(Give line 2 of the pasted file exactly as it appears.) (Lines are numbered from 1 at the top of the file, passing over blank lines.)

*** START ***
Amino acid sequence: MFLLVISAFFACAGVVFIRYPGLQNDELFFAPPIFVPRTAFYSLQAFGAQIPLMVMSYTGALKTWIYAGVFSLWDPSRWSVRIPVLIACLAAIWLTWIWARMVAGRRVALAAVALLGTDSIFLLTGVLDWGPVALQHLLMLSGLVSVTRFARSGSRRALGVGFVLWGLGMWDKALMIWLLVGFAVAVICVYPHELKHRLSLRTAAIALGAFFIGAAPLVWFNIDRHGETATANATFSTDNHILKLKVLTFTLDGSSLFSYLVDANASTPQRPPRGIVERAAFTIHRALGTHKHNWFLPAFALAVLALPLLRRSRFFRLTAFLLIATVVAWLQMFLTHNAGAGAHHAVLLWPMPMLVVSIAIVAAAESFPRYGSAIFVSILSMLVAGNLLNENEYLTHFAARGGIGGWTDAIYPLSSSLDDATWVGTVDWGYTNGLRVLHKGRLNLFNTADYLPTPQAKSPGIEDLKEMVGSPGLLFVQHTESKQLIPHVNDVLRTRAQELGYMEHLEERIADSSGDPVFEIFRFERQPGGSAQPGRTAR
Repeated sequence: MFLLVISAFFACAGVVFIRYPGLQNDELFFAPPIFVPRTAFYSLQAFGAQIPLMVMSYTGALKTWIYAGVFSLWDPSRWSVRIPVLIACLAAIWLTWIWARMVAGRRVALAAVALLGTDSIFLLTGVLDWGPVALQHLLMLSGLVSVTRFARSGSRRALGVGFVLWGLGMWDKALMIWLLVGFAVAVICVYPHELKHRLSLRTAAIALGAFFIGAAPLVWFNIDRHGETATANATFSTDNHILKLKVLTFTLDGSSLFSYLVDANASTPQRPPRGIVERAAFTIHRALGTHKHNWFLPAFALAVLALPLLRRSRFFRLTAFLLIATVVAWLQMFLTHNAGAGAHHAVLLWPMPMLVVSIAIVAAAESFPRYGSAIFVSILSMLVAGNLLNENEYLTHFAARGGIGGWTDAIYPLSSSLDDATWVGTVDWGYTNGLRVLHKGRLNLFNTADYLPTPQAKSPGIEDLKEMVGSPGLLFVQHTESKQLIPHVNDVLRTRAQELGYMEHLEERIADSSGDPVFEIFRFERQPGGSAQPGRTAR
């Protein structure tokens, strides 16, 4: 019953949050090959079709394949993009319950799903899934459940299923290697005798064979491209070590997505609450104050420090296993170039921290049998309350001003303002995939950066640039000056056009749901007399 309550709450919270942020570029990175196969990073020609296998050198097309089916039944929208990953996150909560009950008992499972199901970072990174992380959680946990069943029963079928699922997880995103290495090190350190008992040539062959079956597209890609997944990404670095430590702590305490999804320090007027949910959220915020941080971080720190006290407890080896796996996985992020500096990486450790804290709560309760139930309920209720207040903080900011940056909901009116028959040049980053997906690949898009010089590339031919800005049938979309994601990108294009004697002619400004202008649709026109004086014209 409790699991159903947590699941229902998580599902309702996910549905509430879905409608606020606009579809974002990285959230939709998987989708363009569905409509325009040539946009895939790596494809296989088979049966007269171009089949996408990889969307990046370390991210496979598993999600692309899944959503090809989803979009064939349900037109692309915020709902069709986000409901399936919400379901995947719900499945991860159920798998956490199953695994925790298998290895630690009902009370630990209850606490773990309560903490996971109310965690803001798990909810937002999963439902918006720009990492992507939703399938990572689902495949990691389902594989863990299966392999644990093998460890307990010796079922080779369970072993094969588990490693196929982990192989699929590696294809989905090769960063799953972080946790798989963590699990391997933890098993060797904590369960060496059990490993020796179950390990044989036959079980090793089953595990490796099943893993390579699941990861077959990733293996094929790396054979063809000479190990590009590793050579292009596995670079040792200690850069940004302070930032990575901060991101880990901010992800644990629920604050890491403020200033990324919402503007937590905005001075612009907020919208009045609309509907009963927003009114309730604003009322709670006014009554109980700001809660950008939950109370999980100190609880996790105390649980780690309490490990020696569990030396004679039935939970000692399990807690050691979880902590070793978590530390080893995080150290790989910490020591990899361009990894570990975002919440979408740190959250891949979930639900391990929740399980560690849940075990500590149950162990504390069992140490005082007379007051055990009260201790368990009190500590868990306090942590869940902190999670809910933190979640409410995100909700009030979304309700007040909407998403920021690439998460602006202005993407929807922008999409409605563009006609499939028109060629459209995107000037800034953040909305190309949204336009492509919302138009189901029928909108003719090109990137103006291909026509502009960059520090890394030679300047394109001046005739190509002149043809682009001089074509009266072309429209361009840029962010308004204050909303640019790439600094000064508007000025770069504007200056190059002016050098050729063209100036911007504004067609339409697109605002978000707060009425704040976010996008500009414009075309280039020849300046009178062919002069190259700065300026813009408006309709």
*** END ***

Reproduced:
Repeated sequence: MFLLVISAFFACAGVVFIRYPGLQNDELFFAPPIFVPRTAFYSLQAFGAQIPLMVMSYTGALKTWIYAGVFSLWDPSRWSVRIPVLIACLAAIWLTWIWARMVAGRRVALAAVALLGTDSIFLLTGVLDWGPVALQHLLMLSGLVSVTRFARSGSRRALGVGFVLWGLGMWDKALMIWLLVGFAVAVICVYPHELKHRLSLRTAAIALGAFFIGAAPLVWFNIDRHGETATANATFSTDNHILKLKVLTFTLDGSSLFSYLVDANASTPQRPPRGIVERAAFTIHRALGTHKHNWFLPAFALAVLALPLLRRSRFFRLTAFLLIATVVAWLQMFLTHNAGAGAHHAVLLWPMPMLVVSIAIVAAAESFPRYGSAIFVSILSMLVAGNLLNENEYLTHFAARGGIGGWTDAIYPLSSSLDDATWVGTVDWGYTNGLRVLHKGRLNLFNTADYLPTPQAKSPGIEDLKEMVGSPGLLFVQHTESKQLIPHVNDVLRTRAQELGYMEHLEERIADSSGDPVFEIFRFERQPGGSAQPGRTAR